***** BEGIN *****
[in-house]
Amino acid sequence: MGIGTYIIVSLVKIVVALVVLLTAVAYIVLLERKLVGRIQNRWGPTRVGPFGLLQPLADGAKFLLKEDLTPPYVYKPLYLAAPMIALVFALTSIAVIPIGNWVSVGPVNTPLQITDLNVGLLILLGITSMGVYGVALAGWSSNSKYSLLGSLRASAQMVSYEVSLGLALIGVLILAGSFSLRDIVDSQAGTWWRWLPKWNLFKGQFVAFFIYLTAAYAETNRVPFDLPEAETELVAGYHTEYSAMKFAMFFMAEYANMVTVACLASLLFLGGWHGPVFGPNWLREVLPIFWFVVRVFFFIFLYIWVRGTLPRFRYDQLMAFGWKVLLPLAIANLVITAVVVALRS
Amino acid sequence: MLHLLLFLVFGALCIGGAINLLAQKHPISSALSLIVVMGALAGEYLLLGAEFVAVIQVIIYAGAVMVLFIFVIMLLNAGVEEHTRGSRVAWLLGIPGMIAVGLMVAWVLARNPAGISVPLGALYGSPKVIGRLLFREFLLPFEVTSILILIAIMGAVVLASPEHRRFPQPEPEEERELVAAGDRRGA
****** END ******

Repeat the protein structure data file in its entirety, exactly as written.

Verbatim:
[in-house]
Amino acid sequence: MGIGTYIIVSLVKIVVALVVLLTAVAYIVLLERKLVGRIQNRWGPTRVGPFGLLQPLADGAKFLLKEDLTPPYVYKPLYLAAPMIALVFALTSIAVIPIGNWVSVGPVNTPLQITDLNVGLLILLGITSMGVYGVALAGWSSNSKYSLLGSLRASAQMVSYEVSLGLALIGVLILAGSFSLRDIVDSQAGTWWRWLPKWNLFKGQFVAFFIYLTAAYAETNRVPFDLPEAETELVAGYHTEYSAMKFAMFFMAEYANMVTVACLASLLFLGGWHGPVFGPNWLREVLPIFWFVVRVFFFIFLYIWVRGTLPRFRYDQLMAFGWKVLLPLAIANLVITAVVVALRS
Amino acid sequence: MLHLLLFLVFGALCIGGAINLLAQKHPISSALSLIVVMGALAGEYLLLGAEFVAVIQVIIYAGAVMVLFIFVIMLLNAGVEEHTRGSRVAWLLGIPGMIAVGLMVAWVLARNPAGISVPLGALYGSPKVIGRLLFREFLLPFEVTSILILIAIMGAVVLASPEHRRFPQPEPEEERELVAAGDRRGA